Forbearance measures helped Indian banks report stronger earnings in the December quarter, though sustaining that performance will depend on government policies and the recovery of the local economy from its worst showing in several decades, analysts say.
State Bank of India, HDFC Bank Ltd. and ICICI Bank Ltd reported quarter-over-quarter increases in net income for the fiscal quarter ended Dec. 31, 2020. State Bank of India's net income increased to 51.96 billion rupees from 45.74 billion rupees in the previous quarter, but down from 55.83 billion rupees in the prior-year period. HDFC Bank and ICICI Bank's net income for the quarter were also an increase from their previous quarter and prior-year net income. Bank of Baroda swung to profit in the quarter, reporting a net profit of 10.61 billion rupees, compared with a net loss of 14.07 billion rupees in the prior-year period.
The improvement in the banks' net income was driven by various support measures such as a six-month moratorium on loan repayments, a court order barring banks and finance companies from declaring any asset as nonperforming and a one-time loan restructuring window, Nikita Anand, the associate director for credit risk in emerging markets at S&P Global Ratings said in an e-mail. That gave banks more time to recover money from weaker borrowers or restructure loans, Anand said.
"The sustainability of these improvements will be tested over the next few quarters and hinges on economic recovery," Anand said.
The $2.83 trillion economy slipped into its first recorded recession amid the COVID-19 pandemic and is projected by the government to contract 7.7% in the fiscal year that ends in March. However the government also points to a recent sharp rebound and the International Monetary Fund expects India's GDP to grow 11.5% this year.
"The blow from the pandemic is not as significant as we had expected. The volume of restructured loans so far has also been lower than our initial estimates" even if the effects of a court order asking banks to not declare new nonperforming loans after Aug. 31 are excluded, Anand said.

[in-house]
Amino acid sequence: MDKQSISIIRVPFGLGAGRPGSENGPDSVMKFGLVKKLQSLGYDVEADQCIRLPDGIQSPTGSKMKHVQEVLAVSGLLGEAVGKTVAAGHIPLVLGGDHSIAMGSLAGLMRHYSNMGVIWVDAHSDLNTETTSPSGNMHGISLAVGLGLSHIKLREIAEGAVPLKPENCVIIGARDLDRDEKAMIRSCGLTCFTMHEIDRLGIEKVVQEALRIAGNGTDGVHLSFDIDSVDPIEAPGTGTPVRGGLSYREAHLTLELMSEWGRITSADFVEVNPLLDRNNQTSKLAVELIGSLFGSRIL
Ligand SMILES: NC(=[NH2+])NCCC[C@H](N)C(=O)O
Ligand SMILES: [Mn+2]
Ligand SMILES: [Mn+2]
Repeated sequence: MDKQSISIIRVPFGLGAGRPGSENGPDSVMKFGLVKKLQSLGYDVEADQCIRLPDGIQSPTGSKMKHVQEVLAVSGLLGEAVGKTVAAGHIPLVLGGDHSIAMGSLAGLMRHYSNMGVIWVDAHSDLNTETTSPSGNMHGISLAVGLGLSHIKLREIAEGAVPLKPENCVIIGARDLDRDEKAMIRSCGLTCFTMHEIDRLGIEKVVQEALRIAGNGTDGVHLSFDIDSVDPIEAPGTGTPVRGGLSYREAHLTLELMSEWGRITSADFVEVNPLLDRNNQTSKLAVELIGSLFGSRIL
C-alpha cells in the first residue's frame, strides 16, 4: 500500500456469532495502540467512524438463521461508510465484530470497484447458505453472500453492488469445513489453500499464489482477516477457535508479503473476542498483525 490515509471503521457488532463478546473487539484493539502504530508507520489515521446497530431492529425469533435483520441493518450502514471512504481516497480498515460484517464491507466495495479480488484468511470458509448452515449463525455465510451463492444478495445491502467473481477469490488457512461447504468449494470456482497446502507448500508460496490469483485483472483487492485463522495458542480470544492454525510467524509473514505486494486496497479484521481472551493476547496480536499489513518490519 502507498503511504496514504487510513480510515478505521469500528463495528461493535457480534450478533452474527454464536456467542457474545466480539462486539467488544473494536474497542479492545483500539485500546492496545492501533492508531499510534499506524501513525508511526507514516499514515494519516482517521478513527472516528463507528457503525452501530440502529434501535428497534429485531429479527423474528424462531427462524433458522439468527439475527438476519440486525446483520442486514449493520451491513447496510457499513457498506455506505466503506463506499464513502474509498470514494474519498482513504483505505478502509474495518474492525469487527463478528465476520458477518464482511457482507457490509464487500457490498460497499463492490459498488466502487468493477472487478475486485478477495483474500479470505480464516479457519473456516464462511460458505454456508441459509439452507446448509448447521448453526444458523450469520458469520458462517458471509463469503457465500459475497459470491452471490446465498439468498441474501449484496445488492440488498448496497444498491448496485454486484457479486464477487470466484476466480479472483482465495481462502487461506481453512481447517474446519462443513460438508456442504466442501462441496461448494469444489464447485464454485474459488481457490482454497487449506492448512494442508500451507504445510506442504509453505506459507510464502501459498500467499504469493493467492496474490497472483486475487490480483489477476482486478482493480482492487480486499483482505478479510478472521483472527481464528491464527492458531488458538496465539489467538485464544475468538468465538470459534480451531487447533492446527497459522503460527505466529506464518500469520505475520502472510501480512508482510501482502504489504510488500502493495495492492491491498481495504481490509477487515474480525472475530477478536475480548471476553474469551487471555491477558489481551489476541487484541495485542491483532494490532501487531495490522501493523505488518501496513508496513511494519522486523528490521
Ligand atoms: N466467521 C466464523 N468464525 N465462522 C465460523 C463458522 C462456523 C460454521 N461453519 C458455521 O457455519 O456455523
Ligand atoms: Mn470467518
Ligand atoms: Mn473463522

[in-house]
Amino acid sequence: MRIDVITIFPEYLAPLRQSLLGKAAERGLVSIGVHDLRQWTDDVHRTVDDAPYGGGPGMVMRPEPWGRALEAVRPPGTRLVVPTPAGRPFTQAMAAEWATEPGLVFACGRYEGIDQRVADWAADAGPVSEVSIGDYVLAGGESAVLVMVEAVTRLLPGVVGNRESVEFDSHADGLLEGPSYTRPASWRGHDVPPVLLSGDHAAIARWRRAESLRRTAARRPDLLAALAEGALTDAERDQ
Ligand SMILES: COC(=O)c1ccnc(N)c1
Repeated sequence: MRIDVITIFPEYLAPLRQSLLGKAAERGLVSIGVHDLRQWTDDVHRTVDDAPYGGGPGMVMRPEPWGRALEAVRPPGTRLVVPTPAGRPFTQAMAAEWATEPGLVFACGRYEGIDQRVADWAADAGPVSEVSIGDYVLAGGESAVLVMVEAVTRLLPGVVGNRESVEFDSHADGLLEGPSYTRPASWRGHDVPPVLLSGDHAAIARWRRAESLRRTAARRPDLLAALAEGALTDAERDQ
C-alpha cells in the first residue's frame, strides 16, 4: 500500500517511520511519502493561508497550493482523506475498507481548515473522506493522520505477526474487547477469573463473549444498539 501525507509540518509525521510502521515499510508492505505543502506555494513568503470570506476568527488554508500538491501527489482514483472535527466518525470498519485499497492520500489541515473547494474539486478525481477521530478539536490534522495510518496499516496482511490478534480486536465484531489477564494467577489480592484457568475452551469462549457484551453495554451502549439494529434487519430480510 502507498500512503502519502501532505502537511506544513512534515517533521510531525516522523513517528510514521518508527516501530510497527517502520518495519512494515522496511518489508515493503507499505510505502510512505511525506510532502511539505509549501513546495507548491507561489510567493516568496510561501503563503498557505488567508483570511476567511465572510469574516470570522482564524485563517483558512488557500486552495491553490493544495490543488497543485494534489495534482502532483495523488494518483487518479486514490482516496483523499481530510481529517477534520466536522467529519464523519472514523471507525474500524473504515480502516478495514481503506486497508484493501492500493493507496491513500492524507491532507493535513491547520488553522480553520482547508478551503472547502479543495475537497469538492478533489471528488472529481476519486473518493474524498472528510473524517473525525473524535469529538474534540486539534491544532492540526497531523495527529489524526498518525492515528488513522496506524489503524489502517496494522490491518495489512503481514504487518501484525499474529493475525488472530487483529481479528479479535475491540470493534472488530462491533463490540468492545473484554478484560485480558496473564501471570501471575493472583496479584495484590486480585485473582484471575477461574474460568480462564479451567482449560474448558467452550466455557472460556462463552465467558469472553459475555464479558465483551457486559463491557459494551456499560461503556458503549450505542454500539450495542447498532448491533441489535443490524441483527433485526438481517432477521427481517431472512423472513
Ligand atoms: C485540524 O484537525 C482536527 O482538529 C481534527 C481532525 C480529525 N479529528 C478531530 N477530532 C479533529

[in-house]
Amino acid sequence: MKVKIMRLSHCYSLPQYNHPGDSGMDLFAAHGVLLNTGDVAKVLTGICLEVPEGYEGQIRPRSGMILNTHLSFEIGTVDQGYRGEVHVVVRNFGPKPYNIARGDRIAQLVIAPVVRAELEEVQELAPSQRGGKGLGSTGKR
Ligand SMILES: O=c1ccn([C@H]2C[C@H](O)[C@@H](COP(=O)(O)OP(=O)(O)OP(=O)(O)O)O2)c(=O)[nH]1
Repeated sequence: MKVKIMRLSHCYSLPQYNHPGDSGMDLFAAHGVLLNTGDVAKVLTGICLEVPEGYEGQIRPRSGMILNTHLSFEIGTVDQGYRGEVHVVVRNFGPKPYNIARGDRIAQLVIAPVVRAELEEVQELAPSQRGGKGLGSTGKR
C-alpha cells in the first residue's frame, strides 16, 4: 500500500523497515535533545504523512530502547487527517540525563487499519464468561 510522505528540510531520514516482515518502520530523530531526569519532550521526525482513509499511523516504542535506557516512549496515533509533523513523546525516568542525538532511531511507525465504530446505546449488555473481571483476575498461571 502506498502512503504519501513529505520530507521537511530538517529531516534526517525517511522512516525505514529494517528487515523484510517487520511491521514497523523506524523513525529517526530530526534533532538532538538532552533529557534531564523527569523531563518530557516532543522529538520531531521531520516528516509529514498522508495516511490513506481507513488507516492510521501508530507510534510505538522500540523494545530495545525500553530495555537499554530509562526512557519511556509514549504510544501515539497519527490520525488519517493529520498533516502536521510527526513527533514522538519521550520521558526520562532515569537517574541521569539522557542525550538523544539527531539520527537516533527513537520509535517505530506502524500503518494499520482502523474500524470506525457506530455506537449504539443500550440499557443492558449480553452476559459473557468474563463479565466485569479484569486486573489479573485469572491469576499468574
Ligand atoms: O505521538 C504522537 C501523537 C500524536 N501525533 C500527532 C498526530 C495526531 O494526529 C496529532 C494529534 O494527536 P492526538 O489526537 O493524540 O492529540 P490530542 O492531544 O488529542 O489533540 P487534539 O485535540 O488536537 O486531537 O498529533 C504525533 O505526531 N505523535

India's Supreme Court said in September last year that accounts that were not declared NPA till Aug. 31 will not be classified as nonperforming until the court's further orders.
The ruling helped banks' nonperforming levels come down, said Krishnan Sitaraman, senior director at CRISIL, a unit of S&P Global. "We should also see NPAs increase after the Supreme Court standstill order on recognition of NPAs is vacated," he said.
Stress tests by the Reserve Bank of India indicate that the gross NPA ratio of the country's banking system could rise to 13.5% by September from 7.5% in the prior year. If the macroeconomic environment worsens into a severe stress scenario, the ratio could surge to 14.8%.
Earlier this month, Finance Minister Nirmala Sitharaman announced higher government spending and stable taxes in the government's budget for the fiscal year starting April 1. She allowed herself greater policy space by projecting a higher fiscal deficit in the current fiscal year, and tolerance for a deviation from targets in the coming years to support the economy's recovery from the pandemic.
Still, the flagship annual financial document of the government released ahead of the budget underscored the importance of treating forbearance measures as temporary and to be withdrawn once economic recovery takes hold. "Caution must be exercised so that emergency medicine does not become a staple diet because borrowers and banks can easily get addicted to such palliatives," the government's Economic Survey report said.
Delay in withdrawing the forbearance measures announced during the 2008 global financial crisis was partly responsible for the recent crisis in India's banking industry, the report said. Banks restructured loans even for unviable companies and reported inflated profits that were used to pay increased dividends to shareholders. That led to banks becoming "severely undercapitalized" and the distorted incentives damaged the quality of investment in the economy, according to the report.
CRISIL's Sitaraman noted that a number of banks have already raised capital which has enhanced their capital adequacy ratios and strengthened their balance sheets. "Banks have also increased their provisioning levels to enhance their cushion against future impact on their balance sheets from NPAs," he added.
The Reserve Bank of India expects banks' capital ratios to drop to 14.0% in September from 15.6% in September 2020. The central bank warned that it may worsen to 12.5% in a severe stress scenario, under which nine banks may fall short of meeting the minimum capital requirement.
While many private sector banks and top-tier state-run lenders have relatively comfortable capitalization and many of them have already raised capital over the last 12 months, the smaller government-owned banks may need capital for growth, Anand said.